Friday, November 5, 2010

"Super Squash" a Hearty Food for Winter

As the temperature drops this autumn, hearty foods become more appealing and nourishing. One tasty type of vegetable to warm you up during the colder months is winter squash.

As the temperature drops this autumn, hearty foods become more appealing and nourishing. One tasty type of vegetable to warm you up during the colder months is winter squash.

Winter squash comes in many different forms, from the small delicate squash to the hearty butternut squash. The ever-popular butternut squash and acorn squash have a slightly sweet flavor, while other types of winter squash have a milder flavor. Whatever the variety, squash is most often prepared by cutting in half, removing the seeds, and baking until tender.

Besides being delicious, squash is a good source of fiber and several nutrients. In general, winter squash is a good source of Vitamin A, potassium, magnesium and several B vitamins. There are many different ways you can include winter squash in your menu, which makes it one of the most versatile vegetables around. Squash is delicious when eaten alone with spices and herbs, roasted with other vegetables, or pureed in soups. Squash can also be "sneaked" into many foods easily. This not only increases the amount of nutrients in a dish, but it also provides added depth and flavor to a simple recipe. An example of how to sneak squash into a meal is by adding pureed butternut squash into marinara sauce.

Add squash to your next meal by trying one of these easy options:

  • Replace wheat pasta with spaghetti squash strands
  • Add small pieces of cooked butternut squash and black beans in a cheese quesadilla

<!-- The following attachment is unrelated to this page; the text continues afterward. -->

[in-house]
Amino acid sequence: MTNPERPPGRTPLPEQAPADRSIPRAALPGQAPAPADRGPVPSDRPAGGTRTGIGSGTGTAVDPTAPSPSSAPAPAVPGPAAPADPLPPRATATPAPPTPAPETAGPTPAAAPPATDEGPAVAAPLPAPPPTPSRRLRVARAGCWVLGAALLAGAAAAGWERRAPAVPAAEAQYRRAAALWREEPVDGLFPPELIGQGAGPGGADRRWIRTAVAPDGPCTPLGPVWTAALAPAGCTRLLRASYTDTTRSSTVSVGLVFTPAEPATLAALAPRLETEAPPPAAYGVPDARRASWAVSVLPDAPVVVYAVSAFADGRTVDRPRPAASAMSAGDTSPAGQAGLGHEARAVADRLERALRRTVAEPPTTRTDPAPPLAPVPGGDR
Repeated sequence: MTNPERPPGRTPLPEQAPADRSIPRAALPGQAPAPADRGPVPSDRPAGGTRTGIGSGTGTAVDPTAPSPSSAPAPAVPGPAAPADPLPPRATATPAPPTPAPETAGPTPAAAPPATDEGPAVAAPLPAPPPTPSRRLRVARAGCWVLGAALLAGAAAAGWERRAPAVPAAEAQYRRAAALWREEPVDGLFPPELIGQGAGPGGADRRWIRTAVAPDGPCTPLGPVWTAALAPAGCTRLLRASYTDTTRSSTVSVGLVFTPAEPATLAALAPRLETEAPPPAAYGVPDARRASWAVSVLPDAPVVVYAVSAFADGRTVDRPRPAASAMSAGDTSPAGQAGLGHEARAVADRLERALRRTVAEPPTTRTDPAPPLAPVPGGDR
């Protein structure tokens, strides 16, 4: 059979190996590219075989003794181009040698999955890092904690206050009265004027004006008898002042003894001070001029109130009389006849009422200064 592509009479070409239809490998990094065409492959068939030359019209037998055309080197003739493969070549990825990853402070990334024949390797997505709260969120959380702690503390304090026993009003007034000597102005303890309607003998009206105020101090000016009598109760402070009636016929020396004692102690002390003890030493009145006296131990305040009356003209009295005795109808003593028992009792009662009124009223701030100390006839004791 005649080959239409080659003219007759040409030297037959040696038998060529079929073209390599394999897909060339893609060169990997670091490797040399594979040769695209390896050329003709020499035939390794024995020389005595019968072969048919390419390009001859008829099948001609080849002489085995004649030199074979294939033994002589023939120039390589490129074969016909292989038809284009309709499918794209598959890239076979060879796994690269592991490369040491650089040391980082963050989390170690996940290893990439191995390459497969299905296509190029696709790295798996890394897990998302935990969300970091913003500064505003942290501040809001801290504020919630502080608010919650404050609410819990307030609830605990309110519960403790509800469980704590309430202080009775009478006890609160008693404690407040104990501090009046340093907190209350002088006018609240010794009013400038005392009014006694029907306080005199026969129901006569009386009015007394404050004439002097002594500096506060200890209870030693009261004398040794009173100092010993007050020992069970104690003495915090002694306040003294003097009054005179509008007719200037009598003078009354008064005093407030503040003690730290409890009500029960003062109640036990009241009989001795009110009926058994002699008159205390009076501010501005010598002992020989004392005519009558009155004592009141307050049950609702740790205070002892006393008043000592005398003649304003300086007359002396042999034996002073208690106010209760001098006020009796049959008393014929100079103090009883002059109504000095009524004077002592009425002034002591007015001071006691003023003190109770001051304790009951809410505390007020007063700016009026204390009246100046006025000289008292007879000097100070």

• Roast acorn squash with maple syrup and brown sugar

For more information about cooking the various types of winter squash, watch this video from Bastyr nutrition faculty member Cynthia Lair.

- Kristi Lyle, dietetic intern, and Debra A. Boutin, MS, RD, chair and dietetic internship director, Department of Nutrition and Exercise Science at Bastyr University

FALL 2015
Have questions about a program?
Request information »

More Health Tips

Don't get burned by a container that isn't microwave-safe.

Conserve resources and save money by cooking with less water.

Planning your picnic in advance can gives you more time to enjoy your family and the great outdoors.

Eating more fermented foods like lassi, kimchi and miso is a delicious way to boost your immune system and introduce good bacteria and important vitamins into your diet.

Be a part of the heirloom revolution! Heirlooms taste better, are adapted to local growing conditions, and can improve the security of our food system.

The more we can elongate our muscle fibers, the more we can ensure maximum functionality when it comes to movement through our daily lives.

Subscribe to Newsletters

CAPTCHA
This question is for testing whether you are a human visitor and to prevent automated spam submissions.
1 + 10 =
Solve this simple math problem and enter the result. E.g. for 1+3, enter 4.